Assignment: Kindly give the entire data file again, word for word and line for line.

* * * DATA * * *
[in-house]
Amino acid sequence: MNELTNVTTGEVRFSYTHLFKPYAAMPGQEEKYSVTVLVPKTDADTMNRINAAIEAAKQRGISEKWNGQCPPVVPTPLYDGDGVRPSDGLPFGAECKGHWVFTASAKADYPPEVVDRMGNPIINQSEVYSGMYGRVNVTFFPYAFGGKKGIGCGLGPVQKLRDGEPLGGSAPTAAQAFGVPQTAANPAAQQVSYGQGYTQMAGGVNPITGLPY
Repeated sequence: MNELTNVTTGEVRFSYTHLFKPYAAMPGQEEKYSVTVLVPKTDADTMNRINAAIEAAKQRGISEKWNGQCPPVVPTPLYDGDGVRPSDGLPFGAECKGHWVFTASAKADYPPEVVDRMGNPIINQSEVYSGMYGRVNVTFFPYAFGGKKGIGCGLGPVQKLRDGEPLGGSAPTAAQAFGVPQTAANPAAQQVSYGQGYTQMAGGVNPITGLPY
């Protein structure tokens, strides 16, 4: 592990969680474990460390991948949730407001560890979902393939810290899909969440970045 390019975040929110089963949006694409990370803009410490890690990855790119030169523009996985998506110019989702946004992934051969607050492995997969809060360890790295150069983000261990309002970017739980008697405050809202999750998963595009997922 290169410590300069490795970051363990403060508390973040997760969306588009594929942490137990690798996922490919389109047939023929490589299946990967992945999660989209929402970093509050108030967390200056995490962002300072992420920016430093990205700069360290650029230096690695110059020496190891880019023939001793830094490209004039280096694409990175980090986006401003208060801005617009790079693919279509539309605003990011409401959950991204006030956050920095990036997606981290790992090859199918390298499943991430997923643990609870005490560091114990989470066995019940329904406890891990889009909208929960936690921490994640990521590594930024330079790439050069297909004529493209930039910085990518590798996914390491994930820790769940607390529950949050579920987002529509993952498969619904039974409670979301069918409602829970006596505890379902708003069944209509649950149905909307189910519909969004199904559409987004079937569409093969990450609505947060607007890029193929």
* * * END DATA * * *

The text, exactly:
[in-house]
Amino acid sequence: MNELTNVTTGEVRFSYTHLFKPYAAMPGQEEKYSVTVLVPKTDADTMNRINAAIEAAKQRGISEKWNGQCPPVVPTPLYDGDGVRPSDGLPFGAECKGHWVFTASAKADYPPEVVDRMGNPIINQSEVYSGMYGRVNVTFFPYAFGGKKGIGCGLGPVQKLRDGEPLGGSAPTAAQAFGVPQTAANPAAQQVSYGQGYTQMAGGVNPITGLPY
Repeated sequence: MNELTNVTTGEVRFSYTHLFKPYAAMPGQEEKYSVTVLVPKTDADTMNRINAAIEAAKQRGISEKWNGQCPPVVPTPLYDGDGVRPSDGLPFGAECKGHWVFTASAKADYPPEVVDRMGNPIINQSEVYSGMYGRVNVTFFPYAFGGKKGIGCGLGPVQKLRDGEPLGGSAPTAAQAFGVPQTAANPAAQQVSYGQGYTQMAGGVNPITGLPY
């Protein structure tokens, strides 16, 4: 592990969680474990460390991948949730407001560890979902393939810290899909969440970045 390019975040929110089963949006694409990370803009410490890690990855790119030169523009996985998506110019989702946004992934051969607050492995997969809060360890790295150069983000261990309002970017739980008697405050809202999750998963595009997922 290169410590300069490795970051363990403060508390973040997760969306588009594929942490137990690798996922490919389109047939023929490589299946990967992945999660989209929402970093509050108030967390200056995490962002300072992420920016430093990205700069360290650029230096690695110059020496190891880019023939001793830094490209004039280096694409990175980090986006401003208060801005617009790079693919279509539309605003990011409401959950991204006030956050920095990036997606981290790992090859199918390298499943991430997923643990609870005490560091114990989470066995019940329904406890891990889009909208929960936690921490994640990521590594930024330079790439050069297909004529493209930039910085990518590798996914390491994930820790769940607390529950949050579920987002529509993952498969619904039974409670979301069918409602829970006596505890379902708003069944209509649950149905909307189910519909969004199904559409987004079937569409093969990450609505947060607007890029193929």